Wish I may, wish I might....
"US sailors learning to steer by stars again" Washington Post October 14, 2015
The ancient method of steering ships by the stars is making a comeback at the US Naval Academy, thanks to cybersecurity fears, according to the Capital Gazette.
‘‘We went away from celestial navigation because computers are great,’’ Lieutenant Commander Ryan Rogers, deputy chairman of the academy’s navigation department, told the Gazette. ‘‘The problem is, there’s no backup.’’
For now, training at the Annapolis academy consists of a three-hour course covering the basics. But as governments grapple with threats in cyberspace, old-fashioned techniques are being dusted off.
A security force for high-ranking Russian officials, for instance, reverted to using typewriters after revelations of US digital spying capabilities, local news outlets reported.
Celestial navigation ended for the Navy at large in 2006, but was brought back for ship navigation officers in 2011. The Navy is now rebuilding a program for all enlisted ranks.
Want to take a look through the telescope?
"Astronomer resigns amid accusations" by Associated Press October 15, 2015
SAN FRANCISCO — A prominent astronomer resigned Wednesday from the University of California, Berkeley, after an investigation found he sexually harassed female students over many years, administrators said.
The university immediately accepted professor Geoffrey Marcy’s resignation, according to a statement from Chancellor Nicholas B. Dirks and Executive Vice Chancellor and Provost Claude Steele.
The university has not released details of a six-month investigation into one of the world’s leading experts on planets outside Earth’s solar system. The inquiry that ended in June stemmed from complaints from former students and involved incidents dating as far back as 2001."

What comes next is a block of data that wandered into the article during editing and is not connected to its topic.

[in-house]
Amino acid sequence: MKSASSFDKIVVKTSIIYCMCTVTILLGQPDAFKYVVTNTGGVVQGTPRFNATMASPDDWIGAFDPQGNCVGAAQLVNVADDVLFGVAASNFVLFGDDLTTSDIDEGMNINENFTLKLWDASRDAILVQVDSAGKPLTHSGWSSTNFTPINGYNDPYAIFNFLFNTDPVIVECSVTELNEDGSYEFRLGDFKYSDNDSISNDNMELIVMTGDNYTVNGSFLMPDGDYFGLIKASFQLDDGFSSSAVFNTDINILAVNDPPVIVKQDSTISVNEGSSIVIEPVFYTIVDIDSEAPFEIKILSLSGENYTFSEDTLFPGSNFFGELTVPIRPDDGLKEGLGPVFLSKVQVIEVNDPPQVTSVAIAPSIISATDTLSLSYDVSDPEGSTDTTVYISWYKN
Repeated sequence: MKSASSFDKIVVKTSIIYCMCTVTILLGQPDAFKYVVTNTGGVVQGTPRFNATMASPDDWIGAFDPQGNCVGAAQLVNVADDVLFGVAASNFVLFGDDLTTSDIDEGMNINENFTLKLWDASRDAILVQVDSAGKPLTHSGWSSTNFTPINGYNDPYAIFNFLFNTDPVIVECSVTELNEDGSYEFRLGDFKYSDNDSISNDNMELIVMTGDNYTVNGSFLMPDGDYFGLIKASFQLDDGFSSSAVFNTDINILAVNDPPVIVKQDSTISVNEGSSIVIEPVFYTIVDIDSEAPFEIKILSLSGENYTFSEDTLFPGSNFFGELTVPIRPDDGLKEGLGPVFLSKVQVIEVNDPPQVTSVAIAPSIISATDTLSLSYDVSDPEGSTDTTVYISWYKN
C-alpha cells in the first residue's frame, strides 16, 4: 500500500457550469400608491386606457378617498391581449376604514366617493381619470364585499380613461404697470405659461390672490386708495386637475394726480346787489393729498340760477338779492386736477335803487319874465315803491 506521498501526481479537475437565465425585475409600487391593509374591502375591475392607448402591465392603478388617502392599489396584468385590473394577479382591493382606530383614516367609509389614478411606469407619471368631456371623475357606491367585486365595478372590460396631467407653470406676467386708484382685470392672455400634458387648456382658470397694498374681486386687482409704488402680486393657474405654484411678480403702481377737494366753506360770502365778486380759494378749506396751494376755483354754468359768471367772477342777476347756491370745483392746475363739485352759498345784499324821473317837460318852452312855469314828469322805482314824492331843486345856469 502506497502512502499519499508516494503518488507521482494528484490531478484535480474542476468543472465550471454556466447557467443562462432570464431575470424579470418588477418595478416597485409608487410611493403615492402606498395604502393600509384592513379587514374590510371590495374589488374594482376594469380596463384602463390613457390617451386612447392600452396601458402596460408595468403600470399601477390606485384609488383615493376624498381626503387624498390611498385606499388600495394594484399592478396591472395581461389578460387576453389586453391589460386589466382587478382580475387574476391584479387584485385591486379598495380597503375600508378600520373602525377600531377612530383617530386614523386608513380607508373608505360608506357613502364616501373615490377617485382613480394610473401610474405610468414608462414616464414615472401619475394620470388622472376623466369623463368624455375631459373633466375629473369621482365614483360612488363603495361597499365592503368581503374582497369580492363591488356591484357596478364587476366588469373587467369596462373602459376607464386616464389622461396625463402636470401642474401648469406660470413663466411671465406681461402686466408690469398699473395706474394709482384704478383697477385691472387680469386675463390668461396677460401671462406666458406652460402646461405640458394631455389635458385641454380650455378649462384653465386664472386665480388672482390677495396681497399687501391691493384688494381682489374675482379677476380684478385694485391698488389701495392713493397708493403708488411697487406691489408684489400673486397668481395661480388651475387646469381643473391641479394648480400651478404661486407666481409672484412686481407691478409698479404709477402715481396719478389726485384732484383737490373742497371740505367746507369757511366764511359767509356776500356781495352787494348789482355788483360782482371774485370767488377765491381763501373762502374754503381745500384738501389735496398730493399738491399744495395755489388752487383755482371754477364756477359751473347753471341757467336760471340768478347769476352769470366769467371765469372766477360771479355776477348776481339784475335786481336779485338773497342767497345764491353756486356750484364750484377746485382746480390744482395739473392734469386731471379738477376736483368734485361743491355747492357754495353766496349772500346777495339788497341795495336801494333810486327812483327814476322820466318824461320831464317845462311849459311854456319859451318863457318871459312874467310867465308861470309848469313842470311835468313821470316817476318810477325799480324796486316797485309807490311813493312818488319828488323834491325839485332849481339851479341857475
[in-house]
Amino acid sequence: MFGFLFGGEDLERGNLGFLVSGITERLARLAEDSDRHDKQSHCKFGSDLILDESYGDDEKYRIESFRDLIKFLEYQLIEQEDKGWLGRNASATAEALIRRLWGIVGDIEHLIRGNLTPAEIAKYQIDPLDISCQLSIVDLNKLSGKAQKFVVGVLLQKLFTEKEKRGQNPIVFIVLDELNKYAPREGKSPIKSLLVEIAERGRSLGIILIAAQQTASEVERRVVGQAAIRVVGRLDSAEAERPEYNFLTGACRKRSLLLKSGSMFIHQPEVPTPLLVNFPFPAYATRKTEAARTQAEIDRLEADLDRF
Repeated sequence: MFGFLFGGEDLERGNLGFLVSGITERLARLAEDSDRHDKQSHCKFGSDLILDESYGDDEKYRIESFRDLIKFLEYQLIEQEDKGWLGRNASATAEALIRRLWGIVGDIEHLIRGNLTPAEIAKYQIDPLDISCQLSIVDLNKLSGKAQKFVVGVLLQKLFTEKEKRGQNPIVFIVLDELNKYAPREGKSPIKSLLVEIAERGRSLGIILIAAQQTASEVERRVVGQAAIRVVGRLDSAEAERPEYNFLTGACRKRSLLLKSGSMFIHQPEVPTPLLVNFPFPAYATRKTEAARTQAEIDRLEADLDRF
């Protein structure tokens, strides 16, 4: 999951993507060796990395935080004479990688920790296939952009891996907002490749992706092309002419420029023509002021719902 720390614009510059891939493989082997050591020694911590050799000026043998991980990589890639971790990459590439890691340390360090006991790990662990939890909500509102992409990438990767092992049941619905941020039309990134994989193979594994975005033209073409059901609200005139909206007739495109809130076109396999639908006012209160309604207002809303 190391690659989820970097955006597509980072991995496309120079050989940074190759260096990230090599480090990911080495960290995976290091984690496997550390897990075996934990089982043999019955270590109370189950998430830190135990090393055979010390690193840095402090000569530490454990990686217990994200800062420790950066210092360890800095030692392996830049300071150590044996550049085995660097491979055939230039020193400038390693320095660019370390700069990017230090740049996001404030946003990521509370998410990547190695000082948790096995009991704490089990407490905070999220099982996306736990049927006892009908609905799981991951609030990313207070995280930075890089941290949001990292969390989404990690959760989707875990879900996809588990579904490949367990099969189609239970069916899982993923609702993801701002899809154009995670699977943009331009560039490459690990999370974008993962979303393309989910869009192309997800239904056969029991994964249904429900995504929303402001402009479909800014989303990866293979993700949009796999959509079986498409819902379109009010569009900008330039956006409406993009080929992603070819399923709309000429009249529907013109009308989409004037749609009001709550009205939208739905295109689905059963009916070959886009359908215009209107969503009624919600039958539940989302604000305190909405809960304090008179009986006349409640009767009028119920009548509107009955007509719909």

Look, I see the North Star.....
"Big-name VCs, UPS invest $22 million in drone startup CyPhy Works" by Nidhi Subbaraman, Boston Globe | October 14, 2015
Danvers drone startup CyPhy Works plans to begin selling its drones in the next year and its applications could range from agriculture to public safety, chief executive and founder Helen Greiner said Tuesday.
The latest $22 million funding round is led by Bessemer Venture Partners, a Silicon Valley firm that has backed big tech successes including Skype, LinkedIn, and Yelp. Other investors include well-known VC firm General Catalyst, Motorola Solutions Venture Capital, and UPS Strategic Enterprise Fund, the investment arm of the delivery company United Parcel Service.
Does that mean CyPhy Works will compete with titans Amazon and Google for package deliveries?
UPS is interested in learning more about supply delivery by drone in disaster response scenarios where infrastructure is destroyed, a spokesperson for UPS said.
CyPhy Works’ key innovation is a high-altitude drone that can stay aloft for extended periods of time. Tethered to a power source and data connection, it’s intended to withstand weather and winds, and be harder to hack. Greiner said that this “persistent aerial reconnaissance and communications” craft, also known as PARC, can be used by law enforcement and government agencies who want an extended bird’s eye view of a landscape.
Related: Where You Can PARC Your Drone
Not that the CyPhy Works PARC system will be the robot to do it. As it is currently designed, the PARC can’t carry a load and is tethered to a power and data source, sort of like a kite. UPS already uses a handful of drones; they just don’t deliver parcels – yet. Rather, they are used in warehouses to peek at inventory on very high shelves.
This latest investment to CyPhy Works adds to $7 million in venture funding announced by the firm in May 2013. That round was led by Lux Capital, based in Silicon Valley and New York City.
The Federal Aviation Administration has begun granting permission for commercial drone flights this year, and CyPhy Works is among the firms that have applied for a permit. Greiner said the new investment will allow CyPhy Works to expand PARC’s use as a tool in even more industries, including agriculture, mining, and construction.
The company also is making a smaller, untethered drone for hobbyist fliers. Equipped with a camera and controlled by a smartphone, the $500 model is intended to serve as a photography tool for families. CyPhy Works collected more than $800,000 in pre-sale orders on Kickstarter earlier this year, soaring over its $250,000 target goal. That drone is expected to go on sale in 2016.
“It’s time to start getting the robots out there.”
Good night, readers.